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Wednesday, November 30, 2011

So, I'm pretty close to done caring about the year - the big glut of Oscar-begging releases in December never appeals to me simply because my taste and the Academy's overlap so very little, and this year seems especially dire on that front. Even the films that "should" seem exciting just really aren't. On the other hand, 2012 is shaping up very pretty in a lot of ways, so pushing through the last month of a generally flat but never outright hateful year doesn't seem like that big of a deal.


Something you don't see everyday- not one single new wide release. But of the tiny releases, one that I am especially thrilled to finally see is Shame, the sophomore effort from director Steve McQueen, whose debut Hunger was absolutely phenomenal and one of the best first features of the '00s. And hey, it even brings back Hunger star Michael Fassbender!


Also, if this is what wide releases look like, they're welcome to keep them: New Year's Eve, which takes the Valentine's Day/Love Actually concept of a big cast of moderate stars in a bunch of little romcom plots and takes it well beyond the point that it should have stopped. Also The Sitter, an R-rated comedy with Jonah Hill that was apparently the best thing David Gordon Green could think to do after hitting what was apparently not a career low with Your Highness.

Thankfully, there are limited releases enough to make up for it: Tinker Tailor Soldier Spy, which has a lot to live up to, but the talent to do it; Young Adult, with re-teams Diablo Cody and Jason Reitman in a pairing that is hopefully going to be good for both of them after the terrible things that happened when they parted ways; and hell, let's even throw in W.E. since even though I cannot imagine how a costume drama directed by Madonna can possibly be good, I am desperately curious.


I didn't like Guy Ritchie's edgy steampunk Sherlock Holmes, and would ordinarily say that its sequel, Sherlock Holmes: A Game of Shadows, seems like an awful idea, but I am still desperately hoping that it wins the weekend box office and I have to go see it. Because if it doesn't, then I'll have to go see Alvin and the Chipmunks: Chipwrecked, which is undoubtedly the saddest thought that I've been plagued by all year, and coming up to it is like nearing the date of your death sentence.

Five days before its actual wide release, Mission: Impossible - Ghost Protocol makes an IMAX-exclusive run; nothing about the film seems like it can possibly be compelling (the franchise was never truly great to start with, and Tom Cruise just keeps getting older), but shit, live-action Brad Bird. That's me in the seats the second I can possibly get there.

Limited: Roman Polanksi's apparently just kinda OK adaptation of the much-loved play Carnage. So much for a post-Ghost Writer career renaissance.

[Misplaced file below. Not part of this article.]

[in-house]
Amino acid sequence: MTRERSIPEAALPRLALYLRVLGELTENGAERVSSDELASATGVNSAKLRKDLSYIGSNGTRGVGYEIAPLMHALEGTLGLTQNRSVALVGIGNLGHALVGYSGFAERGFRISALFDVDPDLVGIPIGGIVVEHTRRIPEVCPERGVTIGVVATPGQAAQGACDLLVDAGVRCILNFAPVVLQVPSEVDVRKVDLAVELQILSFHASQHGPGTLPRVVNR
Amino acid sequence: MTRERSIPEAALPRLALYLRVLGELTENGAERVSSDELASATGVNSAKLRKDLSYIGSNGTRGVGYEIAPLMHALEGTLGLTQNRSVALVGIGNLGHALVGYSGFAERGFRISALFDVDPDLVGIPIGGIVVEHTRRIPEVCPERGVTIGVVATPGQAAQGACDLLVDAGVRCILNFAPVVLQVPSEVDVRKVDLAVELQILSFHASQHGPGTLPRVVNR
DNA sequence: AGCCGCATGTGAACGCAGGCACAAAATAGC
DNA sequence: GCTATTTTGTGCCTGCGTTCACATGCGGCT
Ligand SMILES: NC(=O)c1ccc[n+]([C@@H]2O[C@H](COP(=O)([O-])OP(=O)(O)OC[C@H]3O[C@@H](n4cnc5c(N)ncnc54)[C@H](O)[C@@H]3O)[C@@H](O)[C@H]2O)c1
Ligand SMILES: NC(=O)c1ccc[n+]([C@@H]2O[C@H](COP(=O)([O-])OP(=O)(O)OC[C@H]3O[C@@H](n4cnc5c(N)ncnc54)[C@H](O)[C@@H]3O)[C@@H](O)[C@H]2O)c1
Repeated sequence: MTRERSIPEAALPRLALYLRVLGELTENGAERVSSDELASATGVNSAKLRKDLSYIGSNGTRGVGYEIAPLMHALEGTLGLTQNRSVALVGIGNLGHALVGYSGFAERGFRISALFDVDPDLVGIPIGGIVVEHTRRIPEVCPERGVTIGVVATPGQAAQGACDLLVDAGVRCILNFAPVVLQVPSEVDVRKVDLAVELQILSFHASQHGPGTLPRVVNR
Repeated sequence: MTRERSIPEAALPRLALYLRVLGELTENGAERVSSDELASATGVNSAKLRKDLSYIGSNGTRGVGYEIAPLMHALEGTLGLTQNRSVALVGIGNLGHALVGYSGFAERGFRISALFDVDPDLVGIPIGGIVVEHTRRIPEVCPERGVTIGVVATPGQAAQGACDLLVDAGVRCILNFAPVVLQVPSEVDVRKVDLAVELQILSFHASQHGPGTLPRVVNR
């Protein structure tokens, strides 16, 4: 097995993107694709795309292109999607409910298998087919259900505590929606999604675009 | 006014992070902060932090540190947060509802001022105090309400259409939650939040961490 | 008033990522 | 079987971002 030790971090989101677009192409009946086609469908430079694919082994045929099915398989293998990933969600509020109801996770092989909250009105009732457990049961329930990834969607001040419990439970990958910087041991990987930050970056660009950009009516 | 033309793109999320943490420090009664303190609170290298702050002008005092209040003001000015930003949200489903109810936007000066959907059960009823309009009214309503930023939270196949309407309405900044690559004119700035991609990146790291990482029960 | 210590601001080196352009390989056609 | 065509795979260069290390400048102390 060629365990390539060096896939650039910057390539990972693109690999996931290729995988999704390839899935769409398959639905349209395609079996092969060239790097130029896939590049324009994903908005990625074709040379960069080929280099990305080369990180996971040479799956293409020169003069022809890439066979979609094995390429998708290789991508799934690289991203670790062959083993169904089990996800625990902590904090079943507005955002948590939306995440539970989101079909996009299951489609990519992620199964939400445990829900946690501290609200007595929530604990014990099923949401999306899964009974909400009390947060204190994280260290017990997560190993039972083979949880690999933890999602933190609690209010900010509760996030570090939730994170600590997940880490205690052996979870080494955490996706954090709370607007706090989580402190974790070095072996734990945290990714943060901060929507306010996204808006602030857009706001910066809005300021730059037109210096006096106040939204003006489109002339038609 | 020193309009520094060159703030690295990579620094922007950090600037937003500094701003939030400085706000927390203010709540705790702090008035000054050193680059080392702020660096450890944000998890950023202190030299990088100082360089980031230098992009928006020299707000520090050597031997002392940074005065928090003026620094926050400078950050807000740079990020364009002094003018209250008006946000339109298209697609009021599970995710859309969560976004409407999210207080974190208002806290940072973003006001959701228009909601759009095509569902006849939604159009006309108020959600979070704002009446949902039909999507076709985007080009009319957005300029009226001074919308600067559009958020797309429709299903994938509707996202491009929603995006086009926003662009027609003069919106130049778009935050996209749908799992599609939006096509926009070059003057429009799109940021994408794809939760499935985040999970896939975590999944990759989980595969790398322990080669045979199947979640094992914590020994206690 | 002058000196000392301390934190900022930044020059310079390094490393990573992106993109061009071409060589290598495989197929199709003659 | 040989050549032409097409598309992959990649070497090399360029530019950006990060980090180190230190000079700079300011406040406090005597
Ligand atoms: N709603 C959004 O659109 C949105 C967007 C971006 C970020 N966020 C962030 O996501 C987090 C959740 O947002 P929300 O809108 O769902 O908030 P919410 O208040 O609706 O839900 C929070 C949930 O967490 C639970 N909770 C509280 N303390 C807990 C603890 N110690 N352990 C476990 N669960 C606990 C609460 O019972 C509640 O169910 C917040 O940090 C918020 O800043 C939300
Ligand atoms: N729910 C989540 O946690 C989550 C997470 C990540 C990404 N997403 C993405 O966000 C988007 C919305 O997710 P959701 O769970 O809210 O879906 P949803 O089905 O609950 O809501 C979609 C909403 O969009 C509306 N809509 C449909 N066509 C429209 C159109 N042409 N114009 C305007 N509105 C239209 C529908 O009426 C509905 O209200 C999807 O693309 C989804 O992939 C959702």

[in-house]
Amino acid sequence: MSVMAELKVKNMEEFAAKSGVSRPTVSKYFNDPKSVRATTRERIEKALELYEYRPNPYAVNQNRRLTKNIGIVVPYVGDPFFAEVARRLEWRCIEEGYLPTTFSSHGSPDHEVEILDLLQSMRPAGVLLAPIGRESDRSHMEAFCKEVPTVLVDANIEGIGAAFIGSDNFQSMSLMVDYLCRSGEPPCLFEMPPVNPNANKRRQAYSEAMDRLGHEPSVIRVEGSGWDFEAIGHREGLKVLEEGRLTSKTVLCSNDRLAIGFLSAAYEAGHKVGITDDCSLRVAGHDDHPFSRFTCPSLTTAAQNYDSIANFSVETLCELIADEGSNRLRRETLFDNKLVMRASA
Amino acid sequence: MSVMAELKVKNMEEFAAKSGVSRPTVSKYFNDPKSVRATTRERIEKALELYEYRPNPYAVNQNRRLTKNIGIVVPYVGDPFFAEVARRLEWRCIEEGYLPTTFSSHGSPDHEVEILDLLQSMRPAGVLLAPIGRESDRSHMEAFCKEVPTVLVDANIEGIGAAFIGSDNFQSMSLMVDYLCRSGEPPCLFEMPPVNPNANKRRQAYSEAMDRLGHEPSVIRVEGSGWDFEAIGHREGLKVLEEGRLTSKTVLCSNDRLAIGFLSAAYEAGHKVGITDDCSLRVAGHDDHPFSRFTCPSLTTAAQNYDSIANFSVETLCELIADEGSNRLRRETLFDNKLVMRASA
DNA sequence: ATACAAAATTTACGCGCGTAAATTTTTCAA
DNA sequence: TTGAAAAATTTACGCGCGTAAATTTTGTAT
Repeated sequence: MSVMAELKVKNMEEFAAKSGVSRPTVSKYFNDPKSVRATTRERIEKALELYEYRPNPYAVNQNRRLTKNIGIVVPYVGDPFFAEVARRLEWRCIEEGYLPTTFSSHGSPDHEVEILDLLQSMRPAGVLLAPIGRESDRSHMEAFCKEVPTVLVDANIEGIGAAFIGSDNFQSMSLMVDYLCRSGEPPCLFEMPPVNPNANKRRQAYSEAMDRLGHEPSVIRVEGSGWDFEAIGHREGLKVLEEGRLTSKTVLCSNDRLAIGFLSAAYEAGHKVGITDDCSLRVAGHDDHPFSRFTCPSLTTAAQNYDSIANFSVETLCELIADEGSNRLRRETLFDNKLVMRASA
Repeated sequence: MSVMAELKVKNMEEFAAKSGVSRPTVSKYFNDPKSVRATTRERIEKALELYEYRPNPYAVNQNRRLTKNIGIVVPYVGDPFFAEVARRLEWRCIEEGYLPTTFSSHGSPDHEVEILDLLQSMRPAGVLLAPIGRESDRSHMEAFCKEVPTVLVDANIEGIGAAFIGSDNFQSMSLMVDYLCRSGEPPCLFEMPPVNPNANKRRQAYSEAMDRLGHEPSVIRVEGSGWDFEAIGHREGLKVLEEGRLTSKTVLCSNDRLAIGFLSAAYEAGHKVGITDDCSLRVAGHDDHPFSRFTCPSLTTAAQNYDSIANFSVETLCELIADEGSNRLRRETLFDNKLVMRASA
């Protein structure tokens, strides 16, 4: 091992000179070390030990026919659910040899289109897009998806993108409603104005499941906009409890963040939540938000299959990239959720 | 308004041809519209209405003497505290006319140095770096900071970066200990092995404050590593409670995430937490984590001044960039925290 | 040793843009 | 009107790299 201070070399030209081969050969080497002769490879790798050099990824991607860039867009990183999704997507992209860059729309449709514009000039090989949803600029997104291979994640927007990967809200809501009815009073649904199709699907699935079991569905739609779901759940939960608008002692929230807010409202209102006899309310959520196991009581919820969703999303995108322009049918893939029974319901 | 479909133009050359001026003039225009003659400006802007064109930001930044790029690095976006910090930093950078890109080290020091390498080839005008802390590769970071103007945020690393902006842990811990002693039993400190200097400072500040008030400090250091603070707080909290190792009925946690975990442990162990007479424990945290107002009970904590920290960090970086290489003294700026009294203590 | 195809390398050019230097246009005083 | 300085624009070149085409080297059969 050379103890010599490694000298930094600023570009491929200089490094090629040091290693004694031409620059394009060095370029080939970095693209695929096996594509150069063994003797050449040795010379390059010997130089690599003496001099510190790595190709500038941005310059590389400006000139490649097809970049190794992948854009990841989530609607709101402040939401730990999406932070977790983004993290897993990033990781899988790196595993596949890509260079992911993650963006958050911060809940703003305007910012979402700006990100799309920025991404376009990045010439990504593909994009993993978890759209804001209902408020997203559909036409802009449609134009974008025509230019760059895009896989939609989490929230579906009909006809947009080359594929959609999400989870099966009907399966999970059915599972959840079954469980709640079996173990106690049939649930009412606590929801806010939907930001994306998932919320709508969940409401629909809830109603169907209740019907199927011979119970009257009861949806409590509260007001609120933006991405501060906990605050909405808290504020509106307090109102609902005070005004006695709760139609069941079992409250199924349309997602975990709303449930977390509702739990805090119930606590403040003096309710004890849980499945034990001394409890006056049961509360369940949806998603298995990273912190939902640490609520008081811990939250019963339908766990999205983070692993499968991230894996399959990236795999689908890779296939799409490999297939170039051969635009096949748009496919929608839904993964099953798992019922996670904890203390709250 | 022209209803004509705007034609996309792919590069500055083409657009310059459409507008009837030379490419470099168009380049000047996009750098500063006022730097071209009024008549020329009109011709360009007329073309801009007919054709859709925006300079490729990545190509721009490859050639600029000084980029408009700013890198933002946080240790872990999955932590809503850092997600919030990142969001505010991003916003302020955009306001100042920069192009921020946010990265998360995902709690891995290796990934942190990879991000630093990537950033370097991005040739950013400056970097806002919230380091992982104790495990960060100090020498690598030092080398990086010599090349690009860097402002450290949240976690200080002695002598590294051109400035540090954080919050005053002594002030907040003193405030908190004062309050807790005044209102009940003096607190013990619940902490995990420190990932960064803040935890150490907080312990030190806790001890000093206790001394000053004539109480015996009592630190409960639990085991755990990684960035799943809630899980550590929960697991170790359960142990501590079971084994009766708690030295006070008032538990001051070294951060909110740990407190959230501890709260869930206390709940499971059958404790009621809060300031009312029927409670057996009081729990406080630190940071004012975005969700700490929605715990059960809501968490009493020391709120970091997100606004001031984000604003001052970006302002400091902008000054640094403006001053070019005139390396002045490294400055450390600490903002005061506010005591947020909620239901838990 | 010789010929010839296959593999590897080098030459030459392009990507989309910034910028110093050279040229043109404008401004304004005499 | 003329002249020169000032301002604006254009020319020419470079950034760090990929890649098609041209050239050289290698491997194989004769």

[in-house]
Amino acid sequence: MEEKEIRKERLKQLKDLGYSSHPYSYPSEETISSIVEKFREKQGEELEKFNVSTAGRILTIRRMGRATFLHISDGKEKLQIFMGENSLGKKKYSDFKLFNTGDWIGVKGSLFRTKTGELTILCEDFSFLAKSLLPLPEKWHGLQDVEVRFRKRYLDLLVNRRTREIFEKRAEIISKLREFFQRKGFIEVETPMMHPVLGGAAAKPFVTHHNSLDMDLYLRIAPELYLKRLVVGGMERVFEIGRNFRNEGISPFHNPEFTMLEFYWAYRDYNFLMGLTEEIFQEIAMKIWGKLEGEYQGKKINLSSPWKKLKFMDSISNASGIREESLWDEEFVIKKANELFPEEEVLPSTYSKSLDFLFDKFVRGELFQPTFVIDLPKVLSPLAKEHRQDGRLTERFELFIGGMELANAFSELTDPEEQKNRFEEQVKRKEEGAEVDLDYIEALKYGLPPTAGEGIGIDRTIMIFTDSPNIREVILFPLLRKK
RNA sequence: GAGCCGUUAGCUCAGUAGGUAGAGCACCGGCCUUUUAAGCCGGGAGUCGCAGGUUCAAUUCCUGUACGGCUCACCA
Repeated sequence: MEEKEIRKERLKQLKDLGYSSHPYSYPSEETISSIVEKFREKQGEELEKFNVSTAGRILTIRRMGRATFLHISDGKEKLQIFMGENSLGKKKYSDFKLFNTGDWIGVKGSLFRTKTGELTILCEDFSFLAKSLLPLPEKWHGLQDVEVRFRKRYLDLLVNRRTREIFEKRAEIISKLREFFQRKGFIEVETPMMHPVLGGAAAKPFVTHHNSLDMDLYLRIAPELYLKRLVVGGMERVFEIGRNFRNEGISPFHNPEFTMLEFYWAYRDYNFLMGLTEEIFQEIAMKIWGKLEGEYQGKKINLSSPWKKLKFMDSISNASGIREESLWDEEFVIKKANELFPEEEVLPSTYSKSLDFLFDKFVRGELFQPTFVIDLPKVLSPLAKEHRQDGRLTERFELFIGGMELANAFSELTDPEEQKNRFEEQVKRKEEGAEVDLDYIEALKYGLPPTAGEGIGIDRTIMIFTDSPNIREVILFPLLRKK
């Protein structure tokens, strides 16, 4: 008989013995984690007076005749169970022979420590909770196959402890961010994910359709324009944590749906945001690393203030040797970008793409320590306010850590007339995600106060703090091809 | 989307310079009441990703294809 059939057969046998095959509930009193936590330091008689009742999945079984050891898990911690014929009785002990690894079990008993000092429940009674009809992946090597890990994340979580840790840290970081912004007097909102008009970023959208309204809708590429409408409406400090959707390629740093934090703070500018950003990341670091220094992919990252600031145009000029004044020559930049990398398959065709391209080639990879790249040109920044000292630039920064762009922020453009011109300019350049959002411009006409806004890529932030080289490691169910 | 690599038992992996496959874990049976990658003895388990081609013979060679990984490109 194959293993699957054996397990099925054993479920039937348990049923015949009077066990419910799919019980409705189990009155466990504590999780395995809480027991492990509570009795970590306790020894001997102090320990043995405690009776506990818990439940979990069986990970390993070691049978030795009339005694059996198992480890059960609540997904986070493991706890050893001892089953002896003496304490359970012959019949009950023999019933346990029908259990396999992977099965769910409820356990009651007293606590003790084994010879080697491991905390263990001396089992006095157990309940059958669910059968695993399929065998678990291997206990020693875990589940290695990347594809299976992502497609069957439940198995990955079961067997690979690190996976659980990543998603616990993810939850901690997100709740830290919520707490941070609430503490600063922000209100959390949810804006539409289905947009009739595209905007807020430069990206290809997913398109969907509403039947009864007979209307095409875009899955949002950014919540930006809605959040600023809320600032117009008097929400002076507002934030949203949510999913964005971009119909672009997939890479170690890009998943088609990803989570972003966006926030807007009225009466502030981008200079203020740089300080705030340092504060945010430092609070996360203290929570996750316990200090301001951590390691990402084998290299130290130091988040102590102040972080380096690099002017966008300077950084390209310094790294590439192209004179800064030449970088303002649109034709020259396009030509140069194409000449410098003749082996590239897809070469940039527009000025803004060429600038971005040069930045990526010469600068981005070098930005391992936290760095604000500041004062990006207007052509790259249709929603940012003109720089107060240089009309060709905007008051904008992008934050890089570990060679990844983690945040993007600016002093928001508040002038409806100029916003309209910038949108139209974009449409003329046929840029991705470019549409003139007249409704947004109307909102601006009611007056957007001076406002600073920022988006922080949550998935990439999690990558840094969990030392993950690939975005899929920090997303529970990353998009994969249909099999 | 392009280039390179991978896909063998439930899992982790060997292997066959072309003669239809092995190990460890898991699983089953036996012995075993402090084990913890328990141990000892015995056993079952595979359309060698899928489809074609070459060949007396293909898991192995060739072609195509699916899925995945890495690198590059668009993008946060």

The pokiness of the month generally is resoundling answered with one of the fullest release weeks of the whole year, split between three days. Besides M:I-GP breaking big, there is also The Girl with the Dragon Tattoo, which is undoubtedly going to improve on the middling Swedish original, though I am not certain that there is a masterpiece to be carved out of this material; nor am I thrilled that ordinarily-slow director David Fincher has cranked out a second movie in hardly more than a year. But the teaser trailer was one of the best things of 2011, so that's that.

Far, far more promising, by my lights, is The Adventures of Tintin, which is in one breath Steven Spielberg's first animated film, first mo-cap film,and first 3-D movie; and deep down inside, I think that the fact I am excited for those three things does not actually change the fact that I am not actually excited by Tintin itself, especially being that I am an American and thus have no real attachment to the character.


Saddled with an uncertain release date in the middle of nowhere, We Bought a Zoo looks to bring Cameron Crowe back into the world, apparently by replacing tyrannical quirkiness with uncut schmaltz, but maybe the trailers are just desperate to attract a family audience.


I'll tell you what says Christmas to me: a sci-fi horror thriller, like The Darkest Hour. Shit, can anything be more horrible than being the Christmas Day counter-programming?

The real players are two of the biggest likely Oscar players of the year, assuming they both don't suck: Extremely Loud & Incredibly Close, the fourth feature by three-time Best Director nominee Stephen Daldry, whose best film was a tepidly charming British dramedy, and who's worst was The Reader, one of the absolute worst Best Picture nominees of all time. I am prepared to be let down. The actual wide release film is War Horse, the second Spielberg movie in four days. It is undoubtedly going to be so damn sentimental that it will hurt, but I'm more excited for this one than Tintin anyway; heck, I'm probably more excited for this than any other December film, which says more about the month than anything. But I have never been much averse to letting my emotions be ruthlessly played by Steven Spielberg.


A lousy release date for a mini-budget indie, but I have it on good authority that Pariah is damn fine, and if the best it could get was a Hail Mary qualifying run, then so be it.


And so the year ends with Meryl Streep playing a nice version of Margaret Thatcher in The Iron Lady.

Oh, and one of the most wildly praised films of the year released anywhere in the world is crapped out to make a desperate bid at the Oscars: Iranian director Asghar Farhadi's political firebomb A Separation. Hope y'all live in a tiny segment of either LA or New York if you want to see this presumptive masterwork! Also, fuck you, Sony Pictures Classics.


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